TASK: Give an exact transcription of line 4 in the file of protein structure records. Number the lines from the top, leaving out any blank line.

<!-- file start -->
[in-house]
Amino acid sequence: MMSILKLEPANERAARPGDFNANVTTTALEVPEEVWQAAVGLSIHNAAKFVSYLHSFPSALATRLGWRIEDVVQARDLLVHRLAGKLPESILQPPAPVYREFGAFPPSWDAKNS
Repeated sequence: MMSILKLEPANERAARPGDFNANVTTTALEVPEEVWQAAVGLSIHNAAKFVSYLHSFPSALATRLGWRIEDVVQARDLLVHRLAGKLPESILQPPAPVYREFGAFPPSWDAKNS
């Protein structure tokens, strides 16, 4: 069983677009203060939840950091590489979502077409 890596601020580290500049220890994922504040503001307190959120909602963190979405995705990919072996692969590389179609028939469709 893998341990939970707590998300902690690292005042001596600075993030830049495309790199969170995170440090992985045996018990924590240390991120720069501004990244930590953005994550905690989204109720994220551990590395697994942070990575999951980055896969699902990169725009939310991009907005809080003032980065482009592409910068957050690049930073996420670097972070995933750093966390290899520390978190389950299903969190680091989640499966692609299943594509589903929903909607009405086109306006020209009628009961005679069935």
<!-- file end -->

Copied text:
């Protein structure tokens, strides 16, 4: 069983677009203060939840950091590489979502077409 890596601020580290500049220890994922504040503001307190959120909602963190979405995705990919072996692969590389179609028939469709 893998341990939970707590998300902690690292005042001596600075993030830049495309790199969170995170440090992985045996018990924590240390991120720069501004990244930590953005994550905690989204109720994220551990590395697994942070990575999951980055896969699902990169725009939310991009907005809080003032980065482009592409910068957050690049930073996420670097972070995933750093966390290899520390978190389950299903969190680091989640499966692609299943594509589903929903909607009405086109306006020209009628009961005679069935």